Indian Opulence and Tandoori Treasures at Mesa's Guru Palace
Before I talk about food, let me offer a few words of praise for the humble strip mall.
What? You scoff? Sure, strip malls can be the bane of urban sprawl, but they're what this area has in abundance. As an architecture and design fan, yeah, I'd rather be describing an undiscovered treasure trove of funky historic buildings, but who am I kidding? In the Valley, people embrace the challenge and use what's at hand, and sometimes the result is ingenious.
Strip malls are our natural resource. Every boxy, generic space is actually a blank canvas filled with myriad possibilities for creative, entrepreneurial types. Here, a cookie-cutter stretch of storefronts can secretly house anything you can imagine: an edgy coffee shop, a rowdy pub, a chic sushi bar, a sophisticated fine-dining spot. You just never know.
A strip mall can even house a palace, I've discovered.
Seriously, the atmosphere inside Mesa's Guru Palace is a deliberate antidote to the sameness that sometimes pervades local retail complexes. Step through the door here, and you'll find yourself inside a cocoon of Indian opulence that hints at all the excellent Punjabi cuisine on the menu.
It seems every surface is adorned in this restaurant, the focal point being an enormous, colorful mural of the Taj Mahal in the dining room. There's also a cozy bar area and a plush corner nook filled with pillows and low-slung seating. It's all so soothing that you might be compelled to curl up and take a snooze, especially after you've splurged on luscious plates of curry, fragrant biryani, and crispy, chewy naan sprinkled with garlic.
I really like it here, and that has as much to do with the people as the place or the cooking. Service is simply welcoming, attentive, and kind. Even on a day when I showed up for the lunch buffet — which, by the way, is a smokin' deal and the best Indian lunch spread I've encountered in many years — my waitress didn't skip a beat.
It would be easy to fill up just on appetizers and fantastic tandoori breads, so try to pace yourself. I had to exercise some major restraint when faced with an order of samosas, small dumplings whose golden, flaky crust gave way to soft, gently spiced potato-and-pea filling. Likewise, the combination of crunchy pakora — gobs of deep-fried vegetables — and bright, zesty mint chutney was invigorating. My dining companions and I polished off a plate of mushroom pakora with ravenous abandon.
Chewy, blistered rounds of naan bread were tasty naked or with garlic, but the one filled with cheese and speckled with sesame seeds was even more intriguing. Other breads had good fillings, too, including onion-stuffed kulcha (a puffy, golden, Northern Indian flatbread) and cauliflower-stuffed paratha (a thin, toothsome variety that's pan-fried). Give me a hot cup of chai, some of these breads, and some chutney, and I could almost forget about entrées.
That is, until those dishes actually arrive. Which one is the best? Whichever one I'm eating at that moment.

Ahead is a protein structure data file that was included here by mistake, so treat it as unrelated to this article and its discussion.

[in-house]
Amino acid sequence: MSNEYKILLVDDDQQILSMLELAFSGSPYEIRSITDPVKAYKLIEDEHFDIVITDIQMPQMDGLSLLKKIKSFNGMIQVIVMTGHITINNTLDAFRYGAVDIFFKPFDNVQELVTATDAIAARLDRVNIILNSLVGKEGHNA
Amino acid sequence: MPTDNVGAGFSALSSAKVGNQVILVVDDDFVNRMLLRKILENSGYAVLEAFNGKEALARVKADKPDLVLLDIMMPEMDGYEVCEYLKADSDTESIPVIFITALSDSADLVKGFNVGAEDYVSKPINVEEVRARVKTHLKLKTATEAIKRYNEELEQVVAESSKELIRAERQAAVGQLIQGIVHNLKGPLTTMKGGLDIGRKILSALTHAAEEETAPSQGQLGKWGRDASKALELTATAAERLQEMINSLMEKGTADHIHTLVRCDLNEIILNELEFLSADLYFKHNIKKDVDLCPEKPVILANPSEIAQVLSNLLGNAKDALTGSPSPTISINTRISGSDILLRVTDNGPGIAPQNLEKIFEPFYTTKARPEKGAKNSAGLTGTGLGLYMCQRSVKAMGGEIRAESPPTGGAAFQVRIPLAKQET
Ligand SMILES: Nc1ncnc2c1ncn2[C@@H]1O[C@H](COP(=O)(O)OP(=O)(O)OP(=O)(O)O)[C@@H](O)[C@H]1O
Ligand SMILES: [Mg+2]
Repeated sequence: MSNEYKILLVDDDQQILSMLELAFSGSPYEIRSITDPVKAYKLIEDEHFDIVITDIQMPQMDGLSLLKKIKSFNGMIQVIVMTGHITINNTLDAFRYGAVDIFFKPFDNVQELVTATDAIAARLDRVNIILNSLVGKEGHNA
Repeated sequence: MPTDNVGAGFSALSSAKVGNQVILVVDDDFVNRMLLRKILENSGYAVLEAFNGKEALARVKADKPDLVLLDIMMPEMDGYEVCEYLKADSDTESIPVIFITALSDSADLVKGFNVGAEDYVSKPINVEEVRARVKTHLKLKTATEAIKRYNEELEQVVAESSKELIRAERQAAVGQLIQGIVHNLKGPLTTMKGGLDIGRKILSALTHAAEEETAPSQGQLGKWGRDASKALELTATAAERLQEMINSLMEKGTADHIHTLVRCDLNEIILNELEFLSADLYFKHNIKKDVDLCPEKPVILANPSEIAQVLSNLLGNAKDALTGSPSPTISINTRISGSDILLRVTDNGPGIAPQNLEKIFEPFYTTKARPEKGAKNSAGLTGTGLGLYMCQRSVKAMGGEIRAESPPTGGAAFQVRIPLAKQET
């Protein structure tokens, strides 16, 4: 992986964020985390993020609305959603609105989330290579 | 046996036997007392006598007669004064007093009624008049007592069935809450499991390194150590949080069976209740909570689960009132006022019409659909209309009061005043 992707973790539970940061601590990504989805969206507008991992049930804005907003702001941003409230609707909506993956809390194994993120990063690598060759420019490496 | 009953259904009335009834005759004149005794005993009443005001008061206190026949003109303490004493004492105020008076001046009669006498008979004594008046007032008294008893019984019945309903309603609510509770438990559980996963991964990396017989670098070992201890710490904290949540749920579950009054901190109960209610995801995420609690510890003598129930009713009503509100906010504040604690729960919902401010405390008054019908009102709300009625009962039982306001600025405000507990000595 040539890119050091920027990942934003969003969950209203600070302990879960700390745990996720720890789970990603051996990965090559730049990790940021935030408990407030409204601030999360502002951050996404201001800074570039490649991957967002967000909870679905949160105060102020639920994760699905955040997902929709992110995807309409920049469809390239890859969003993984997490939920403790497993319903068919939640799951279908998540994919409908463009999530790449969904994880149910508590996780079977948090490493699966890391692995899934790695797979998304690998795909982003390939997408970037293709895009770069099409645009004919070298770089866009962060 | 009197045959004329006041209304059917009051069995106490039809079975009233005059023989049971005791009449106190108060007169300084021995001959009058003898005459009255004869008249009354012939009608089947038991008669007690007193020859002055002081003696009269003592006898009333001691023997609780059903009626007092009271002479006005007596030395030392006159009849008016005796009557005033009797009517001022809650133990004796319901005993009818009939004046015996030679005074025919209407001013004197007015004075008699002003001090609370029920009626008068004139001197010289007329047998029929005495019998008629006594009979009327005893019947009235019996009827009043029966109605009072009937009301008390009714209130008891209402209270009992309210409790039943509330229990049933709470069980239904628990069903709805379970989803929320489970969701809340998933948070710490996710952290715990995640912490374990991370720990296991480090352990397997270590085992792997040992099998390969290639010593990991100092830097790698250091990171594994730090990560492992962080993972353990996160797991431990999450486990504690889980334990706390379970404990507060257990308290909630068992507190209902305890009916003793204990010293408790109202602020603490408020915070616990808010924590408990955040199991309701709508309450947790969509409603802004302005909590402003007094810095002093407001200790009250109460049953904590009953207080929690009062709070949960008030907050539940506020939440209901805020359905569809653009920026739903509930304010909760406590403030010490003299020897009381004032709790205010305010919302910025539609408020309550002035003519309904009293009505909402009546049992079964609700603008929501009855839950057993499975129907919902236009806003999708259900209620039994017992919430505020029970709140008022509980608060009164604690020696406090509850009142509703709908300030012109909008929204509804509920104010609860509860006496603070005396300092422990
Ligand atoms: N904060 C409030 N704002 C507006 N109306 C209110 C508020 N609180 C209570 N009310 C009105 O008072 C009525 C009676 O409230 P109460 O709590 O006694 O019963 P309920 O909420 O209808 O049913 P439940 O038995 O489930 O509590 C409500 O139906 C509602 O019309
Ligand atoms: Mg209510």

Truth be told, the chicken tikka masala at Guru Palace was so delicious that my friends and I kept spooning up the buttery, ginger-kissed tomato sauce even after we'd plucked all the meat out of it, and when it came down to leftovers, yes, we wanted to take that sauce home. Every precious drop was mouthwatering.
Chicken was moist and flavorful in every version I tried, from succulent, on-the-bone tandoori chicken to chicken dopiaza (cooked with onion and tomato in creamy sauce) to chicken saag, a spicy, silky stew of meat and spinach. In the way of seafood, I enjoyed shrimp achari, an aromatic, exotically spiced dish accented with fenugreek seeds.
There were lots of vegetarian dishes that I sampled from the lunch buffet — palak paneer (homemade cheese in creamy spinach sauce), daal maharani (a thick, hearty lentil stew), aloo gobhi (cauliflower and potatoes perfumed with ginger), and curry pakora (fried vegetables soaked in smooth curry sauce). Food this rich makes me quickly forget about meat.
But I'm still a fan of lamb, and couldn't resist the lamb rogan josh, a knockout curry packed with tender, melt-in-your-mouth chunks of meat. Fluffy peas pulaou (basmati rice cooked with green peas) and vegetable biryani (rice with nuts, herbs, and spices) made welcome accompaniments to all of the above, even when it came down to just sopping up another helping of sauce.
Dessert may sound unbearable after indulging in so much heavy, savory stuff, but it's well done at Guru Palace, and worth a few bites just to cool your taste buds from the spice. Dare your friends to share, if you must.
Kheer (that is, Indian-style rice pudding) was easy to love, with a light, milky consistency and a hint of pistachio. Fried balls of cheese dough (gulab jamun) were soaked in rose-tinged syrup, and were just the kind of sweet relief I needed. And gajrela, made from carrots, was enhanced with spices and cream, and served warm. It sounded healthful but was just as deceptively decadent as dessert should be.
It was a fitting end to dinner at this deceptively charming restaurant.
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